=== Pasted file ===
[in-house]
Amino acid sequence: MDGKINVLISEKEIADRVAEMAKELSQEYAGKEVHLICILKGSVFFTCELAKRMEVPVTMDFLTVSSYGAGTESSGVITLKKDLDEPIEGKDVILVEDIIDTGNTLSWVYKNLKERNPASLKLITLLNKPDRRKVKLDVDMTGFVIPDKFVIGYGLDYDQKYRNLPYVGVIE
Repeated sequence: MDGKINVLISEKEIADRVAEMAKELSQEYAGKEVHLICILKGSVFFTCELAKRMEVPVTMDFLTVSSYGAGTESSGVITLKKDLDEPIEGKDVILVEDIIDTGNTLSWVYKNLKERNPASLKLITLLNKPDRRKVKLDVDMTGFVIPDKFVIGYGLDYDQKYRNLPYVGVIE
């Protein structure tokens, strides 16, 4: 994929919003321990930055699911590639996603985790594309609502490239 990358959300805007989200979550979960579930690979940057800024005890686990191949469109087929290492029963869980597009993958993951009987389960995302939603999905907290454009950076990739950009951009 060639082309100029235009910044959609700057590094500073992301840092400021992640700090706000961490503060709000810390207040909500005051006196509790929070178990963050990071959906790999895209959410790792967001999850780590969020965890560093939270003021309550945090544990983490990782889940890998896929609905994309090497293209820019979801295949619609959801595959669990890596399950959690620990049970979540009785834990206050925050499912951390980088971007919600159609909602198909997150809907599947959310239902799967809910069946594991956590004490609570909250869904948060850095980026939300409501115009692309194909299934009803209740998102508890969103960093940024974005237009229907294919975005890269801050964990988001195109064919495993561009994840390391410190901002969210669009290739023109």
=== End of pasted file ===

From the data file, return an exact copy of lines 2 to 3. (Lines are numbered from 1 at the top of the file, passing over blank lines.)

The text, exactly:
Amino acid sequence: MDGKINVLISEKEIADRVAEMAKELSQEYAGKEVHLICILKGSVFFTCELAKRMEVPVTMDFLTVSSYGAGTESSGVITLKKDLDEPIEGKDVILVEDIIDTGNTLSWVYKNLKERNPASLKLITLLNKPDRRKVKLDVDMTGFVIPDKFVIGYGLDYDQKYRNLPYVGVIE
Repeated sequence: MDGKINVLISEKEIADRVAEMAKELSQEYAGKEVHLICILKGSVFFTCELAKRMEVPVTMDFLTVSSYGAGTESSGVITLKKDLDEPIEGKDVILVEDIIDTGNTLSWVYKNLKERNPASLKLITLLNKPDRRKVKLDVDMTGFVIPDKFVIGYGLDYDQKYRNLPYVGVIE